“Subjects of Satisfaction”: Microhistory, the Late 19th-Century Colonial Press, and the Politics of Pederasty in a French Penal Colony

Sunday, January 5, 2020: 10:50 AM
Gramercy West (New York Hilton)
Ross G. Forman, University of Warwick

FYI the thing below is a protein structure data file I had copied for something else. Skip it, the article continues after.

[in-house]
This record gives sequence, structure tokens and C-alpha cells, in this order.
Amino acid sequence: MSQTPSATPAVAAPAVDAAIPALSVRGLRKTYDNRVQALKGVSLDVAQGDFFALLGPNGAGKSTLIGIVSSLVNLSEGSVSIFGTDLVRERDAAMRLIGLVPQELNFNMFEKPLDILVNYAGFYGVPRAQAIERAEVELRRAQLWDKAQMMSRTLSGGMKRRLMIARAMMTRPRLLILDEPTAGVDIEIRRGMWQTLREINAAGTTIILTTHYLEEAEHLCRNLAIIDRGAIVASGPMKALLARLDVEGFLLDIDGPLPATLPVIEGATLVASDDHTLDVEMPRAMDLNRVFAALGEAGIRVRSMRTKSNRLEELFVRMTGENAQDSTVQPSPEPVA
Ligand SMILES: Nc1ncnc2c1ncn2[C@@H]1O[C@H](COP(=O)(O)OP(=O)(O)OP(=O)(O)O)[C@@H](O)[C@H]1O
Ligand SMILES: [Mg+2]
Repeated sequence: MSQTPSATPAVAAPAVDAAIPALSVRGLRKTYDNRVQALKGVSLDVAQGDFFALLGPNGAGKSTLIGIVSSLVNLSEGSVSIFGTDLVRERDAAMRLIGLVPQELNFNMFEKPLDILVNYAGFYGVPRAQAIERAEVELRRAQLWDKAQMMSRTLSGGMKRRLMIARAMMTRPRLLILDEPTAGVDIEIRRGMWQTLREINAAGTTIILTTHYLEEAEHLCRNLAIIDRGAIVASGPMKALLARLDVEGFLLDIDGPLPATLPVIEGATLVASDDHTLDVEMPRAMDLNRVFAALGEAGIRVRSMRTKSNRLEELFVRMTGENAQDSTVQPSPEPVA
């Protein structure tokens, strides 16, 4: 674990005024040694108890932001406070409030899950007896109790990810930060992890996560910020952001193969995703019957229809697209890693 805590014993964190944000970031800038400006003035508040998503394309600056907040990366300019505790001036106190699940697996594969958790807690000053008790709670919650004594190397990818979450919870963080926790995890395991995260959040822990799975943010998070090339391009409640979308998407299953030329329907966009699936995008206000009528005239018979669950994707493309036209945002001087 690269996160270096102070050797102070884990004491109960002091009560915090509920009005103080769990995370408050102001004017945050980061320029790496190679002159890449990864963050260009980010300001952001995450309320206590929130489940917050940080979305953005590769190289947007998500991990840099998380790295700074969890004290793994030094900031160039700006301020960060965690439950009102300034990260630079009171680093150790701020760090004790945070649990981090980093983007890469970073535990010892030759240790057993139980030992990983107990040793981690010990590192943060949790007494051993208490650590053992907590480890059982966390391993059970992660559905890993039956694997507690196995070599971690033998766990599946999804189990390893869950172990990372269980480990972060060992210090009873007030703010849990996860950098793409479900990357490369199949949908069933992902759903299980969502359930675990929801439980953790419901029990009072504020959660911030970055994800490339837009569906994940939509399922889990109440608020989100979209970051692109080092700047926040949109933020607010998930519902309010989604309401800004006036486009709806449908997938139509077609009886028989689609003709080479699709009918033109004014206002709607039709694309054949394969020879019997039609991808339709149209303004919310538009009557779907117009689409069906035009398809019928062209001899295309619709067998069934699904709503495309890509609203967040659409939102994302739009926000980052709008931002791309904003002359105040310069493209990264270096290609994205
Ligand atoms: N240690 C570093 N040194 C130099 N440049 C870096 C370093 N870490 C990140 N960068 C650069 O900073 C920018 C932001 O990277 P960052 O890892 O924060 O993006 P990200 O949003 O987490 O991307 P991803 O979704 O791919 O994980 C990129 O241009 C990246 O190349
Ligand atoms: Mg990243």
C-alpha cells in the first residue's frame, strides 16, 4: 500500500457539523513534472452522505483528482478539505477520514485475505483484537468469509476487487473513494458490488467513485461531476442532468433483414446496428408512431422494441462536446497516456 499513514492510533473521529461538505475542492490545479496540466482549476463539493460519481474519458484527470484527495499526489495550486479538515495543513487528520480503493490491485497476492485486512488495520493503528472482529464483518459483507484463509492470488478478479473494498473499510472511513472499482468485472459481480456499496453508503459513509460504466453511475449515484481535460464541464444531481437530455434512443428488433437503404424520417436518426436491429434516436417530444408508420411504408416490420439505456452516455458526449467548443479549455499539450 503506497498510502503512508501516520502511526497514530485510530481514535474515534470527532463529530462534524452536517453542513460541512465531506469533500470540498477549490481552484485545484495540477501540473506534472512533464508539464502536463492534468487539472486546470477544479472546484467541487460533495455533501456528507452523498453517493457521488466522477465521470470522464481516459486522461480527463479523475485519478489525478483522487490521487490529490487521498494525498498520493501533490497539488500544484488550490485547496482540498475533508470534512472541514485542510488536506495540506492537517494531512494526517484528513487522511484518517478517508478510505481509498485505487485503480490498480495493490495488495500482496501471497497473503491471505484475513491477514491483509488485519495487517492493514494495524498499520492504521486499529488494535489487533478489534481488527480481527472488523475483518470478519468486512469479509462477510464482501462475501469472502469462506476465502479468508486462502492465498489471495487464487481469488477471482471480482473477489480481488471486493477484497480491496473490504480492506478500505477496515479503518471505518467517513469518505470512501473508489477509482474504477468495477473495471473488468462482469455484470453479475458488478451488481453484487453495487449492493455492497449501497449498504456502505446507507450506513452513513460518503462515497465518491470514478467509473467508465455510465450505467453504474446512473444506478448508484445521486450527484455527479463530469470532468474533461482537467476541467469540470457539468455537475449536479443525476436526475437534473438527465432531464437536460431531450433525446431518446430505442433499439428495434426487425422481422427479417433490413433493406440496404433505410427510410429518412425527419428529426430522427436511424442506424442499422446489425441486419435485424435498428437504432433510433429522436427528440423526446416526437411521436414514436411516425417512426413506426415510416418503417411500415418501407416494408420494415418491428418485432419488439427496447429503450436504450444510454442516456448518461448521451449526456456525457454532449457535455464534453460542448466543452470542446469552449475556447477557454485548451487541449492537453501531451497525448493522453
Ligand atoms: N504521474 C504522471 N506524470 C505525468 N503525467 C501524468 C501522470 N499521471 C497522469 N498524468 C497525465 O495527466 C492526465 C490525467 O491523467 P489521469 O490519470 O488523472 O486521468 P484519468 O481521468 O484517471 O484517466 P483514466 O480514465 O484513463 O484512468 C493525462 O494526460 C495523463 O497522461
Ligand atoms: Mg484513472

This presentation addresses the question of methods/approaches in doing the history of homosexuality in the nexus between microhistory and the periodical press. The paper is grounded in the late nineteenth century, a key period identified by Foucault and others for the “invention” of homosexuality. It is particularly invested in the tensions around naming the “unnameable” (the dynamic of preterition so aptly described by Eve Kosofsky Sedgwick in The Epistemology of the Closet). I focus on the obscure and somewhat eccentric case of La lanterne de Nouméa, a hand-written, short-lived printed newspaper published in 1885 by one Henri Hillariet in Nouméa, the capital of the French penal colony of New Caledonia. This title appeared with the express purpose of provoking a scandal about same-sex goings-on among and between prisoners, soldiers, and colonial officials in order to pursue a vendetta against the local Procureur de la République, one Paul Cordeil. The first issue, published on 30 October 1885, accuses Cordeil of “vice infames” (“infamous vices”). The newspaper also included a hand-drawn, suggestive illustration of the bearded magistrate with a young soldier of the marine infantry. An extraordinary supplement to the fourth number, dated 20 November 1885, goes so far as to announce that the writer has the pleasure of publicly accusing Cordeil of pederasty, and “of profiting from his functions as Chief Justice to more easily obtain ‘subjects’… of satisfaction.” This microhistory reveals the extraordinary reach not just of discourses of sexuality as they were being formulated in metropoles and tested in colonies, but also of the periodical press’s role in publicizing homosex and motivating the affiliations surrounding it. It also provides a counterpoint to the more circumspect reporting of convictions for sodomy, buggery, gross indecency, and related crimes in some more controlled, more metropolitan environments.